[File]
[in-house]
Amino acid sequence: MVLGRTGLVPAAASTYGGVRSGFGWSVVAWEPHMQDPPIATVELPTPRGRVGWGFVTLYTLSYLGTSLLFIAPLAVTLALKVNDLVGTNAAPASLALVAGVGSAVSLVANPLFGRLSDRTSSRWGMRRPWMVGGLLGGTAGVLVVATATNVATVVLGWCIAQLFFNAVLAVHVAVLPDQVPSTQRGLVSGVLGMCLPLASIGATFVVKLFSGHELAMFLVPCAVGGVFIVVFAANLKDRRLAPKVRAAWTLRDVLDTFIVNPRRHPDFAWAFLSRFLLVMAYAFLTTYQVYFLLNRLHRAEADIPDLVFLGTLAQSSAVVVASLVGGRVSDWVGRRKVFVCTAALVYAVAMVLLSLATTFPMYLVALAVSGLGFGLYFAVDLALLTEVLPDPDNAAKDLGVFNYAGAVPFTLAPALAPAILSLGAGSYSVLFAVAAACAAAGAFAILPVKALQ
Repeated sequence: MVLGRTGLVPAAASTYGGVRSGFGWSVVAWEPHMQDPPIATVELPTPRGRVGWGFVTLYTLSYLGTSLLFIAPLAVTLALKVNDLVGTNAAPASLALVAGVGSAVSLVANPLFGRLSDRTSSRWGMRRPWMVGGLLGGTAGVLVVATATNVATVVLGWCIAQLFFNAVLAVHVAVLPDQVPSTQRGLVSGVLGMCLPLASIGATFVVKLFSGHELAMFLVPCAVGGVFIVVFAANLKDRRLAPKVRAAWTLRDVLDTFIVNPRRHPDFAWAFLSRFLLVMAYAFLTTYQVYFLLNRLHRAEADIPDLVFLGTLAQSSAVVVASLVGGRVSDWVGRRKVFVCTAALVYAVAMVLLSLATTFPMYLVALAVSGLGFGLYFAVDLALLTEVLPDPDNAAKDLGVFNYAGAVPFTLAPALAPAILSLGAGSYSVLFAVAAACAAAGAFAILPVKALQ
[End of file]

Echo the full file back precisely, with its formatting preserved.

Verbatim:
[in-house]
Amino acid sequence: MVLGRTGLVPAAASTYGGVRSGFGWSVVAWEPHMQDPPIATVELPTPRGRVGWGFVTLYTLSYLGTSLLFIAPLAVTLALKVNDLVGTNAAPASLALVAGVGSAVSLVANPLFGRLSDRTSSRWGMRRPWMVGGLLGGTAGVLVVATATNVATVVLGWCIAQLFFNAVLAVHVAVLPDQVPSTQRGLVSGVLGMCLPLASIGATFVVKLFSGHELAMFLVPCAVGGVFIVVFAANLKDRRLAPKVRAAWTLRDVLDTFIVNPRRHPDFAWAFLSRFLLVMAYAFLTTYQVYFLLNRLHRAEADIPDLVFLGTLAQSSAVVVASLVGGRVSDWVGRRKVFVCTAALVYAVAMVLLSLATTFPMYLVALAVSGLGFGLYFAVDLALLTEVLPDPDNAAKDLGVFNYAGAVPFTLAPALAPAILSLGAGSYSVLFAVAAACAAAGAFAILPVKALQ
Repeated sequence: MVLGRTGLVPAAASTYGGVRSGFGWSVVAWEPHMQDPPIATVELPTPRGRVGWGFVTLYTLSYLGTSLLFIAPLAVTLALKVNDLVGTNAAPASLALVAGVGSAVSLVANPLFGRLSDRTSSRWGMRRPWMVGGLLGGTAGVLVVATATNVATVVLGWCIAQLFFNAVLAVHVAVLPDQVPSTQRGLVSGVLGMCLPLASIGATFVVKLFSGHELAMFLVPCAVGGVFIVVFAANLKDRRLAPKVRAAWTLRDVLDTFIVNPRRHPDFAWAFLSRFLLVMAYAFLTTYQVYFLLNRLHRAEADIPDLVFLGTLAQSSAVVVASLVGGRVSDWVGRRKVFVCTAALVYAVAMVLLSLATTFPMYLVALAVSGLGFGLYFAVDLALLTEVLPDPDNAAKDLGVFNYAGAVPFTLAPALAPAILSLGAGSYSVLFAVAAACAAAGAFAILPVKALQ